Now this is interesting!
Here are some excerpts:
NEW YORK (Reuters) - Viacom Inc, Walt Disney Co, Microsoft Corp and other media companies have agreed to a set of guidelines to protect copyrights online but Google Inc, owner of the Web's biggest video site, was notably absent from the pact.
The companies agreed to use technology to eliminate copyright-infringing content uploaded by Web users and to block any pirated material before it is publicly accessible.
"These principles offer a road map for unlocking the enormous potential of online video and user-generated content," Disney Chief Executive Bob Iger said in a statement issued by the participating companies.
Interest in online video has boomed over the last two years, putting media content owners at odds with Web sites that host videos when their users upload copyrighted material without permission.
Google and its YouTube video-sharing site, for example, face a $1 billion copyright infringement suit filed by Viacom.
Among the provisions in the pact is an agreement to implement "commercially reasonable" content identification technology by the end of this year, which some including the MySpace social networking site have already done.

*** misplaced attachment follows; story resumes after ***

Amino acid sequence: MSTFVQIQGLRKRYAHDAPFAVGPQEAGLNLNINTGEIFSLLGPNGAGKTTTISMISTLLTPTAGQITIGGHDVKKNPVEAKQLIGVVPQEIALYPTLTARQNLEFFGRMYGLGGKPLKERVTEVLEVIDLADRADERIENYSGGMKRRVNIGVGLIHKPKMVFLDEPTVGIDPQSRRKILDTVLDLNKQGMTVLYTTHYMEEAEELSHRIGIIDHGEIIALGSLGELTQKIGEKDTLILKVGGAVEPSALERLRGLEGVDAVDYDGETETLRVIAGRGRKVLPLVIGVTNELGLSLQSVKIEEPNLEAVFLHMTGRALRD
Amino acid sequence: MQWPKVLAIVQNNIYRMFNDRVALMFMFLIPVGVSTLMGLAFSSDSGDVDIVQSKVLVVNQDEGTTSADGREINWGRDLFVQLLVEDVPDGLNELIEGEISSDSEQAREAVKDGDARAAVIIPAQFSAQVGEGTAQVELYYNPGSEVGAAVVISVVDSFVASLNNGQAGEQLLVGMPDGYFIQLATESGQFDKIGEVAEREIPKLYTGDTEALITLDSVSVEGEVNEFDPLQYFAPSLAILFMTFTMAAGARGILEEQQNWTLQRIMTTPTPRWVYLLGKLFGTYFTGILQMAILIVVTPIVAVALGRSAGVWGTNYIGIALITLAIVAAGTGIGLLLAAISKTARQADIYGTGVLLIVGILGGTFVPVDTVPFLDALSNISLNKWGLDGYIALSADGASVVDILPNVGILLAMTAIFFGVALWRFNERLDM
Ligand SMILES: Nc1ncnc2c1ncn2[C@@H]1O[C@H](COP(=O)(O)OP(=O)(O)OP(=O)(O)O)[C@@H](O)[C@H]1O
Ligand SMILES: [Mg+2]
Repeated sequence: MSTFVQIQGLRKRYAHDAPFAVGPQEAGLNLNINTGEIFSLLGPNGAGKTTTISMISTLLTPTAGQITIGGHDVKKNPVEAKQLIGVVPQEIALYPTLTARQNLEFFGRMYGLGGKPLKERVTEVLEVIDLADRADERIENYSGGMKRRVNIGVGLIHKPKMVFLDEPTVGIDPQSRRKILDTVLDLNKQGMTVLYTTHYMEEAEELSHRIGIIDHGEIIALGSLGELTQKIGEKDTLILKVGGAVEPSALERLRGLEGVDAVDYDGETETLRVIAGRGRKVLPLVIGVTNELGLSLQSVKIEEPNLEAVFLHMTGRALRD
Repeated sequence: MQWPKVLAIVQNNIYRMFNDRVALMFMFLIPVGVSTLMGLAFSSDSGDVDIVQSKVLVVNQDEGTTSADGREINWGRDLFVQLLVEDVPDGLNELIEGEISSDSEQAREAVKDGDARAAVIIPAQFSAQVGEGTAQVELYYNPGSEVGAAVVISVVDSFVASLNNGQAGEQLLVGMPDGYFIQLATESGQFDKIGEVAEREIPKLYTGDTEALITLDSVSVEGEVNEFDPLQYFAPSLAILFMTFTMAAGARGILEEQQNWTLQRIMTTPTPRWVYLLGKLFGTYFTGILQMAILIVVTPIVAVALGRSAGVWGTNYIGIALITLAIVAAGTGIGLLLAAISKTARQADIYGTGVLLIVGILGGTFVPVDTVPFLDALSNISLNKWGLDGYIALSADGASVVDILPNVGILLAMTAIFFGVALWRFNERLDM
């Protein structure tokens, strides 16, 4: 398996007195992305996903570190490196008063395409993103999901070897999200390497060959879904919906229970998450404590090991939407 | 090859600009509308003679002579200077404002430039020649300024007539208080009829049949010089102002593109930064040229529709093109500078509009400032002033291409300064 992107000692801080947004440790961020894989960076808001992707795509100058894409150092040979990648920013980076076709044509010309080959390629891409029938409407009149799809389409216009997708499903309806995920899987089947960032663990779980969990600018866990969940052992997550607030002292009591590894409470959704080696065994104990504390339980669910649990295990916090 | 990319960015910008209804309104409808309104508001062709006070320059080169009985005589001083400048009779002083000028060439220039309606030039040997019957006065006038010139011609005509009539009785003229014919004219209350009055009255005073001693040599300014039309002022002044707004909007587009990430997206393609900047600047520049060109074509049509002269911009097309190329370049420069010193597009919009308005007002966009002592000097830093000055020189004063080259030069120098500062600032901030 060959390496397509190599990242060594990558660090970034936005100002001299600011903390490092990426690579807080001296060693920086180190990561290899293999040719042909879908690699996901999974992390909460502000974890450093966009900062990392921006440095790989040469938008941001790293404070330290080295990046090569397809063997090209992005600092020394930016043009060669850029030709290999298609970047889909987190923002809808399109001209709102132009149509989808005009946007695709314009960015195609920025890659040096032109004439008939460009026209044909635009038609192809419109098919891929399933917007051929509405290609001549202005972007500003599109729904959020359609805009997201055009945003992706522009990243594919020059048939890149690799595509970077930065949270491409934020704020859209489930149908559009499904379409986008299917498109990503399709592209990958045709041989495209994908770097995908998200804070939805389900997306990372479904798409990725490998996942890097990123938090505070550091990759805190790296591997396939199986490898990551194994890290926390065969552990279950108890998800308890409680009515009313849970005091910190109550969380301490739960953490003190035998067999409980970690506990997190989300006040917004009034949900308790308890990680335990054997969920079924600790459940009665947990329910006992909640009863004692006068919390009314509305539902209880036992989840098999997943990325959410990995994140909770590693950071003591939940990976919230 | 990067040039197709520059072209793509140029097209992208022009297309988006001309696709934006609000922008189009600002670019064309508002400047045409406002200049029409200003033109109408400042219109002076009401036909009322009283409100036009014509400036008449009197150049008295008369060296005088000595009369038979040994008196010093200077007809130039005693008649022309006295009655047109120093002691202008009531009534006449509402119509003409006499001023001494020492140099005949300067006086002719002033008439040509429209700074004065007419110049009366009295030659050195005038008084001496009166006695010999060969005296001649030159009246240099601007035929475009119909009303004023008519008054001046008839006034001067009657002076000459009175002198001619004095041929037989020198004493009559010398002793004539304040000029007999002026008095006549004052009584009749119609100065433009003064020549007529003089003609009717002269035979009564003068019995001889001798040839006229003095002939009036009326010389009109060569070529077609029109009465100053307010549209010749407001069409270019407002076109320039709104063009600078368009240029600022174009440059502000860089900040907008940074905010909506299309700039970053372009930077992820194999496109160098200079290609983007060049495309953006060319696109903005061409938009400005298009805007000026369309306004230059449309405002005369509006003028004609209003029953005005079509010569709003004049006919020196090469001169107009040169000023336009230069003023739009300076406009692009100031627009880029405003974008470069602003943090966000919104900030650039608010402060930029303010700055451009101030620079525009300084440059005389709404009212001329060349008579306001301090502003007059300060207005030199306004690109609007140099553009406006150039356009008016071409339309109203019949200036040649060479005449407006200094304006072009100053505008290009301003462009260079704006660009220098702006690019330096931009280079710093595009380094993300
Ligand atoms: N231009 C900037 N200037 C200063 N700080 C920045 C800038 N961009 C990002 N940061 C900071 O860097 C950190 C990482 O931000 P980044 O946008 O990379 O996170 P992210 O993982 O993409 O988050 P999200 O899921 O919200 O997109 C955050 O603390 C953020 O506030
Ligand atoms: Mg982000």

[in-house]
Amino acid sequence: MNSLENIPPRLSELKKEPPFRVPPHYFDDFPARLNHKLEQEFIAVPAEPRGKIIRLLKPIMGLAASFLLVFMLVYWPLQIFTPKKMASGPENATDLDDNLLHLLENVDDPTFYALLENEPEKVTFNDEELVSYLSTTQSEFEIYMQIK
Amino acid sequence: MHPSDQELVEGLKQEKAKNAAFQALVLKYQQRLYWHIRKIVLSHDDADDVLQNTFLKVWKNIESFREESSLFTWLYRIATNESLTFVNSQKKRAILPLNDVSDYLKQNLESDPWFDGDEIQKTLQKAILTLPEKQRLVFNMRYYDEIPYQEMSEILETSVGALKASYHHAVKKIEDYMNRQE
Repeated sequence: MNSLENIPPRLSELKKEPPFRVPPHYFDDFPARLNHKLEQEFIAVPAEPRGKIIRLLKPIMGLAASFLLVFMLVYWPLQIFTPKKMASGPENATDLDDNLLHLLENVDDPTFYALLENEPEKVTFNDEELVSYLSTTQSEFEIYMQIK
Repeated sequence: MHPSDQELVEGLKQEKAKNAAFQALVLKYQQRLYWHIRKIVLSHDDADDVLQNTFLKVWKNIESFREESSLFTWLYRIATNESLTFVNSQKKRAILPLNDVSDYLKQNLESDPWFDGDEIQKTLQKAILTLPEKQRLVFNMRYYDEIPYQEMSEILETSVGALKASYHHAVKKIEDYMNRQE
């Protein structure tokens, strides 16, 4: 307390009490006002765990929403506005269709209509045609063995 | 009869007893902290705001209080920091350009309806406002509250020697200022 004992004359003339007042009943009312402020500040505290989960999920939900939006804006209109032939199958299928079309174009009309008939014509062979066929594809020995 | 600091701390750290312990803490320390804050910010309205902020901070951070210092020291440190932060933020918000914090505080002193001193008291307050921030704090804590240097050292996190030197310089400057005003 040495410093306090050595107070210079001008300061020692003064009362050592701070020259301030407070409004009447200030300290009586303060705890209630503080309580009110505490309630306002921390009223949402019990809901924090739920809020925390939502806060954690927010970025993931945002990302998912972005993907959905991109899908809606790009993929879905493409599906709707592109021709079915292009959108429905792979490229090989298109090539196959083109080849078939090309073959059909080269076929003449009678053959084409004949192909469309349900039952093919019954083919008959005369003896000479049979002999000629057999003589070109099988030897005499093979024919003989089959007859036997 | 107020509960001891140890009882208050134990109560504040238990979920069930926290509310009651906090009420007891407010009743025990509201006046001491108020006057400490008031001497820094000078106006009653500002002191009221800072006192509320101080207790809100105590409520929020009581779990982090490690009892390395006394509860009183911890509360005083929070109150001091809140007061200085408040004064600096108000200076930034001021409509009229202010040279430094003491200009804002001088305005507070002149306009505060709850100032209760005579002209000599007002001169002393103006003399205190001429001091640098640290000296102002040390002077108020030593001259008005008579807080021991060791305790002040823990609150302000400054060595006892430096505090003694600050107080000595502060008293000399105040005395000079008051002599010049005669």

"These principles will enable innovative technology and great content to come together to spur greater innovation and, most importantly, much richer entertainment experiences for consumers," Viacom CEO Philippe Dauman said in the statement.
In what may be a preemptive move, Google this week unveiled new technology that allows content owners to automate the identification of copyrighted material on its YouTube online video service. The technology does not yet allow the blocking of copyrighted content from being uploaded.
You can read the entire article online here.
Now that's very, very interesting!
I suppose they'll be cracking down on videos that people put together using bits and pieces of copyrighted material... (sigh) If so, I'll be sorry to see it happen. I love it when someone takes a song and sets clips to the music to make their own story!
The whole copyright issue is a big can of worms. I've read some fascinating things about it this past year. I still find it amazing that masterpiece art and classic works of literature are in the public domain, but more modern works probably never will be (the way things are going)...
This reminds me of this fake trailer I saw at YouTube some time back. It had been created with a bunch of famous actors for some film festival -- and I'd kill to be able to see it (and share it with others) right now. Of course it was taken down. But it's not like there's any place legal I can go to see it! It was never meant to be public at all. So I'll thank the person who stuck it at YouTube so that I at least saw it a couple of times before it vanished.
I guess I fail to see what's so wrong about that having been out there for viewing. It was beautifully done and humorous, to boot. (Yes, and quite racy, too.) Oh well...